Few foresters in Gir know wildlife nitty-gritty: study
Express India By Shubhalakshmi Shukla
Lion census is set to begin shortly at the Gir National Park and Wildlife Sanctuary, and the state Forest Department may also take up GIS mapping this time. But in an irony of sorts, a recent training conducted by the Wildlife Trust of India (WTI) has shown that only 16 per cent of the total staff manning the sanctuary actually knows the exact application of The Wildlife (Protection) Act, 1972. About 490 Gir staff had attended the first-ever WTI training in Gujarat.
Rakesh Singh, WTI Coordinator, told The Sunday Express: "The training was conducted from December 9 to 25 and had two segments. In some cases, it was disappointing to know that the forest officials were not even aware of the application of The Wildlife (Protection) Act, 1972. Under this Act, every forest officer is empowered to arrest a person, detain vehicles and even seize property if he comes across any wildlife crime. However, not many forest guards and range forest officers were aware about this."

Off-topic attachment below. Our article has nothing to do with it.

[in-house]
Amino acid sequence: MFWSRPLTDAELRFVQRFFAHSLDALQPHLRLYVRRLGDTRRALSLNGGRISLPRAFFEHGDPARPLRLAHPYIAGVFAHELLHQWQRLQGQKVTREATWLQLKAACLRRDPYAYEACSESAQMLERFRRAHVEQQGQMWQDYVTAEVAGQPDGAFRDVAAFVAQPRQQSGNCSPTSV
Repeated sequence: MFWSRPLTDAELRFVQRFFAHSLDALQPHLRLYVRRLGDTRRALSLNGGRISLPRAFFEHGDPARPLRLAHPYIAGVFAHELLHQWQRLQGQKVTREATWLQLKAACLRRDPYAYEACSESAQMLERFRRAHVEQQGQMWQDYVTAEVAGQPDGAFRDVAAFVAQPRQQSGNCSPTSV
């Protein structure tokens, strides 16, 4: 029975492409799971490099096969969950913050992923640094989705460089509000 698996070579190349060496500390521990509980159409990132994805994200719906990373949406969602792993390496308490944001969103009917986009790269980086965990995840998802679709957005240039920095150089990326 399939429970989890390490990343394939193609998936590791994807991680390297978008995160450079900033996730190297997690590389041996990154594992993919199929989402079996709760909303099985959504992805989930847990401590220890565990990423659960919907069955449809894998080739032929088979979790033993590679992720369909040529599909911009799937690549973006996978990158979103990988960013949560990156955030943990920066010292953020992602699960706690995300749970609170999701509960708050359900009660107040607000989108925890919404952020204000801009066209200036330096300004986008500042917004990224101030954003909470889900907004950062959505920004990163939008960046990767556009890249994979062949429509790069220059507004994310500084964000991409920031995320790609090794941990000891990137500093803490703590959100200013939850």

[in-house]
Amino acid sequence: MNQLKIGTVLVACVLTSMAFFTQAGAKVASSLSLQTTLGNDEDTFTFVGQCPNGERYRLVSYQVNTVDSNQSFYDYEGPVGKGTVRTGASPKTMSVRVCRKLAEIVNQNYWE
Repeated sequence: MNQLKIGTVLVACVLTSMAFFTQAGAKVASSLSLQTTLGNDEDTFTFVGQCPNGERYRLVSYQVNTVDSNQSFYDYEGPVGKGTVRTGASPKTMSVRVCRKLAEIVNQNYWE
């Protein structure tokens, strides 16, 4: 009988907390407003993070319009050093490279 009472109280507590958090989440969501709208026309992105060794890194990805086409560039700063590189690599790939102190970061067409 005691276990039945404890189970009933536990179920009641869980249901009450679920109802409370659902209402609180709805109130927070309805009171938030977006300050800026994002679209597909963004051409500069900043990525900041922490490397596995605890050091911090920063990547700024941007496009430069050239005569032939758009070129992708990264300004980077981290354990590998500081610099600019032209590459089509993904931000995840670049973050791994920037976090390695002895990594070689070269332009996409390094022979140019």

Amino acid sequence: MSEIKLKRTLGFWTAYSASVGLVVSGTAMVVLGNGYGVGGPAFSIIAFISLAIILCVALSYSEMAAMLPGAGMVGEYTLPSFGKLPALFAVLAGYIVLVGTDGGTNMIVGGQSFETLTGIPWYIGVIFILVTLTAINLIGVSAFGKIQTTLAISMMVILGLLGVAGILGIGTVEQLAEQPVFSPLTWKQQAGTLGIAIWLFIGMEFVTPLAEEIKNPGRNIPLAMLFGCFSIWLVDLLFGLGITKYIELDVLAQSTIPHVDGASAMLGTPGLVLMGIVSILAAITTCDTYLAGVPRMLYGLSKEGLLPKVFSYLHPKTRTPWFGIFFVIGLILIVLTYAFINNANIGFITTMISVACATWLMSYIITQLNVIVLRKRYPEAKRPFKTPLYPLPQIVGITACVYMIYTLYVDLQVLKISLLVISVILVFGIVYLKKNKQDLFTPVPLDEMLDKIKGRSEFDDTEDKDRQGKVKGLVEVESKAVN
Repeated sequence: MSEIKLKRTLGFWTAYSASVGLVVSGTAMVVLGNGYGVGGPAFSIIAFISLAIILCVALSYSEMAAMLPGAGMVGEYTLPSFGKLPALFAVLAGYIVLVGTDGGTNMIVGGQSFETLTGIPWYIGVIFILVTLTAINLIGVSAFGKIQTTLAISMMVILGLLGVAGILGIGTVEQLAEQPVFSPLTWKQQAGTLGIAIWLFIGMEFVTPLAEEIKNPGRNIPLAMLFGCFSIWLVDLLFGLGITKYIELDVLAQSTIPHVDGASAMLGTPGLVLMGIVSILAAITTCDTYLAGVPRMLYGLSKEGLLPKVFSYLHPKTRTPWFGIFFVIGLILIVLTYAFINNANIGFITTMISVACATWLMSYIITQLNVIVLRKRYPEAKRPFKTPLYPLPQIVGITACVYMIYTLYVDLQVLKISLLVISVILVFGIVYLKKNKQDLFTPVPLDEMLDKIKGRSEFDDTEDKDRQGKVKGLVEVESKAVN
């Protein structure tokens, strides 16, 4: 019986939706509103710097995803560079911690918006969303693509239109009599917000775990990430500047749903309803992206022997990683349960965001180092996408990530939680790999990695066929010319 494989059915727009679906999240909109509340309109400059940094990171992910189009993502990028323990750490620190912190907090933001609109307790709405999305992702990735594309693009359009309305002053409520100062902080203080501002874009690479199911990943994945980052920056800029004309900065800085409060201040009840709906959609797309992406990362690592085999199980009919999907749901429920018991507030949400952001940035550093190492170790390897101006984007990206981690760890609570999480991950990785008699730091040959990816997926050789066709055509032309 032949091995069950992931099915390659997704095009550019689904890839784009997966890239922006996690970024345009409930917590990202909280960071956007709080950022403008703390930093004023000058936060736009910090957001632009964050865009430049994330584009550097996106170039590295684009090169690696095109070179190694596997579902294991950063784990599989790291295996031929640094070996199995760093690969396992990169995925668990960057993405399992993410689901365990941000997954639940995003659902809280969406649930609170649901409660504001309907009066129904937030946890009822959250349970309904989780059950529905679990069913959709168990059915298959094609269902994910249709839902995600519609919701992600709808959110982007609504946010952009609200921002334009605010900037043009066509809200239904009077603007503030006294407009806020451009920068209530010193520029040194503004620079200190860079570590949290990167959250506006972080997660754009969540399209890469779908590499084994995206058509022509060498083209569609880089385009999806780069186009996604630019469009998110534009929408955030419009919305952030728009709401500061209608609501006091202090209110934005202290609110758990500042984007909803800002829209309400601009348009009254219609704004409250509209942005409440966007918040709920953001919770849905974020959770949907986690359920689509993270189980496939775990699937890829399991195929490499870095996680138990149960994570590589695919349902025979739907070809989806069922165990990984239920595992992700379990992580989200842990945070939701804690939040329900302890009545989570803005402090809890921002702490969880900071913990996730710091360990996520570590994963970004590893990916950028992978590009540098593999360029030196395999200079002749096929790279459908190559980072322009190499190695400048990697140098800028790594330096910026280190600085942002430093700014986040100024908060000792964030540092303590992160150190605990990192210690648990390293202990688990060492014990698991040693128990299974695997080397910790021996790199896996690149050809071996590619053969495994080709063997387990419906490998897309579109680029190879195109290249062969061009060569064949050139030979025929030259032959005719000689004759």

He added: "There were multiple choice questions in the post training session. Only 50 per cent of the total participants were able to identify the pug/hoof marks of antelopes, lions, sloth bear, chital, hyena, sambhar and black bucks."
WTI officials said most of the forest officers had already completed 30 years of service as beat guards and range officers.
"The Forest Department has been giving training to the frontline staff, but most of them failed to answer basic queries such as how crime investigation should be done," Singh said. He also did not rule out that a lack of understanding of wildlife could lead under-reporting of cases.
According to the WTI, nearly 25 per cent of the total staff undergoing training failed to identify wildlife crime; out of 490 staffers, 324 did not know what a protected area is, and only 16 per cent of the total staff knew what their powers are.
"Forest authorities told us that our training received a negative feedback, but the forest officials said otherwise," said WTI officials.
A Round Forest officer from Girnar Forest Range said: "I have been in this service for 30 years. The WTI training has been more effective, so much so that after the training we were able to identify 13 wildlife crimes."
Conservator of Forest (Wildlife) M M Sharma refused to comment on the matter.
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